A proud student council member, Rosemary graduated with the class of 1966 and set her eyes on a career caring for others as a teacher. Rosemary began working on her Bachelor's degree at the University of Illinois. After a year, she transferred to Bradley University, where she completed her degree in 1970.
Six days after graduating from college, Rosemary married David Bastos, a fellow student at Bradley. The couple settled into married life and were soon blessed with three children. Kevin, Matt and Kara, quickly became the centers of Rosemary's world, and she dedicated herself to ensuring them a loving and supportive home. Though she and David divorced in 1995, she was always grateful for the greatest gift of their marriage, her treasured children.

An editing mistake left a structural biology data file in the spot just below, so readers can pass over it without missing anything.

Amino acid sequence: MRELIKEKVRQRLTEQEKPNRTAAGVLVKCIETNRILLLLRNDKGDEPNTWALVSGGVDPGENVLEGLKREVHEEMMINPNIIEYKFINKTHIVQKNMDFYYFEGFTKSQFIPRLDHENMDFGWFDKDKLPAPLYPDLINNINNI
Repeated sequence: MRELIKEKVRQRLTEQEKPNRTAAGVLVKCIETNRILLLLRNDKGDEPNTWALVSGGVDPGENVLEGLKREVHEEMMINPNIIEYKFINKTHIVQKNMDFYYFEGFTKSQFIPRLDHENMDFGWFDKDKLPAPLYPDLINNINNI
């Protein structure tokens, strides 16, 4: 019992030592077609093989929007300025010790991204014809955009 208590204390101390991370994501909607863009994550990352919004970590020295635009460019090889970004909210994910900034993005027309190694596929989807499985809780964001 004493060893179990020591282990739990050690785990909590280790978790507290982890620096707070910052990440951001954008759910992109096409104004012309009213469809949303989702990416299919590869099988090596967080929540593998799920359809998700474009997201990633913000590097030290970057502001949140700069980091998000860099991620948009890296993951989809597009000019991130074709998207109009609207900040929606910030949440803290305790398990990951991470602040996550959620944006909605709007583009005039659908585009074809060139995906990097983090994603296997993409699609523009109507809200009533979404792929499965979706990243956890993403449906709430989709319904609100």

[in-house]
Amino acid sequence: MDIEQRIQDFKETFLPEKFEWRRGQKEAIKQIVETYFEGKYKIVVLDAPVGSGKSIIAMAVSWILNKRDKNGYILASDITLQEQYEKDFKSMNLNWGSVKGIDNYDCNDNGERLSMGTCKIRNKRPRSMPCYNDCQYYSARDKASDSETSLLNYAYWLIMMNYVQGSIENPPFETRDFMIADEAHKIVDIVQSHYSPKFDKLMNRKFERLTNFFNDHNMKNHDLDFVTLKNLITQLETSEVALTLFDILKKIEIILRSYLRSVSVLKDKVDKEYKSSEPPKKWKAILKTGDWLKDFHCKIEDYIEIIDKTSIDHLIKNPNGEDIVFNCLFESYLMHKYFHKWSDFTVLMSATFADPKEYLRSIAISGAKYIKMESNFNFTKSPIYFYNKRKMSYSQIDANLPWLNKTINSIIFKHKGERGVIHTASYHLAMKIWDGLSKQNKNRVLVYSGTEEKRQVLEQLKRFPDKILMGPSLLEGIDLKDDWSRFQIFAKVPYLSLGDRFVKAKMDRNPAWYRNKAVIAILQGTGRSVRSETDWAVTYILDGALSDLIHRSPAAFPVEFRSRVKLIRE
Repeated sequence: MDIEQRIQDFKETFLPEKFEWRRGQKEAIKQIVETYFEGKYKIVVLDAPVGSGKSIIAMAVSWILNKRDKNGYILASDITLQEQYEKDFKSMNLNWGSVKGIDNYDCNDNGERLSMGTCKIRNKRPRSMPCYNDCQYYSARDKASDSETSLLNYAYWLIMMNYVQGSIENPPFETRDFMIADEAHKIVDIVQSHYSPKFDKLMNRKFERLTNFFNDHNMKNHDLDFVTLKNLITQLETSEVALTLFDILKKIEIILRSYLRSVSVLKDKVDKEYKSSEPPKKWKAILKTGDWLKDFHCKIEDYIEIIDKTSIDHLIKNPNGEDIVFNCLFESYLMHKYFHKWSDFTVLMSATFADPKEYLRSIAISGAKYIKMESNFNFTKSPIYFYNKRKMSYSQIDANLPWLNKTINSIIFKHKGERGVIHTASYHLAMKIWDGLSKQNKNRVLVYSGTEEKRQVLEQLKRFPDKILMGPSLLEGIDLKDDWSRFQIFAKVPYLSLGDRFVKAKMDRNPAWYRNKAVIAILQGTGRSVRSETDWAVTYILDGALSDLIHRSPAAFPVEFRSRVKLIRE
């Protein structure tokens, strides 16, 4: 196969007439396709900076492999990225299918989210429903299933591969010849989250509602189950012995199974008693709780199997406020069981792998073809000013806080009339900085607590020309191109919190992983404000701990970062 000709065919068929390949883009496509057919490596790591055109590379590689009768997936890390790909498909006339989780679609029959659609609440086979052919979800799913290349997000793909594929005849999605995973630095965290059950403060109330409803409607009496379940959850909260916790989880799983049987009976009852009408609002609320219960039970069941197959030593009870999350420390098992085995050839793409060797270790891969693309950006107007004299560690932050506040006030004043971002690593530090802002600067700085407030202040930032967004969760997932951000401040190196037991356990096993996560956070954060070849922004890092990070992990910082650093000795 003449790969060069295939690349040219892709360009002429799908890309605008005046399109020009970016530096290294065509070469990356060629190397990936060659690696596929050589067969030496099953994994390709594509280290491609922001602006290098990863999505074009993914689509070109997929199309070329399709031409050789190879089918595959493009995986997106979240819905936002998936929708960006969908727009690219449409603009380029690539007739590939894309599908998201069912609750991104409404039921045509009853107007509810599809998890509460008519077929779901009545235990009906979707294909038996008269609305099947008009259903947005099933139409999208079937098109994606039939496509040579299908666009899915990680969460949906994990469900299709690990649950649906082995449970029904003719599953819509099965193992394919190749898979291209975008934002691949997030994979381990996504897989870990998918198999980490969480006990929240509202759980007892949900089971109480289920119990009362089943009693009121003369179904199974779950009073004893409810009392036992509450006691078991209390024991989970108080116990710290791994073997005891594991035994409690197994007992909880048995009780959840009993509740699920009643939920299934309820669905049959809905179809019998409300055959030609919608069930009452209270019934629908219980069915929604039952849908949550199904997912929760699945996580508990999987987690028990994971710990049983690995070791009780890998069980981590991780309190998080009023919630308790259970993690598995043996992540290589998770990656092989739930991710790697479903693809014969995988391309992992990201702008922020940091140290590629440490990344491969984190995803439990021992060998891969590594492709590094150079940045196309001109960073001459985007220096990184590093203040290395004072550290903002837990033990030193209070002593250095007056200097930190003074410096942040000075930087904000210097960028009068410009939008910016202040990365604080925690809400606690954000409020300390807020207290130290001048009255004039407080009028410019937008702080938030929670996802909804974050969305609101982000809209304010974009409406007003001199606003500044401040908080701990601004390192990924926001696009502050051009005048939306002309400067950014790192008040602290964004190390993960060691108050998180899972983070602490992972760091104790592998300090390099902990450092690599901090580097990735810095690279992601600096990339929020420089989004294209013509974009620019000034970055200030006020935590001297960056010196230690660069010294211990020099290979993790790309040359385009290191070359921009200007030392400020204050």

Rosemary lived in West Michigan and settled in Portage where she spent most of her adult life, she began working at the SLD Learning Center. Rosemary flourished in her work for the local nonprofit. She loved the challenge of teaching kids with dyslexia, learning differences, and other reading challenges to develop lifelong language skills. She developed meaningful relationships with each of her students and all of her colleagues. A lifelong learner herself, she went on to earn her Master's degree from Western Michigan University.
Rosemary possessed an indomitable spirit and a genuine love for people. She was resourceful, persevering, and frugal. She never threw anything away and believed in paying cash for her purchases. Though she never made a lot of money, she was always able to stretch her earnings. For ten years, she worked at Starbucks on Stadium. She loved the work environment and especially enjoyed working the drive-thru. She only retired at 70 because her cancer treatments made working an impossibility.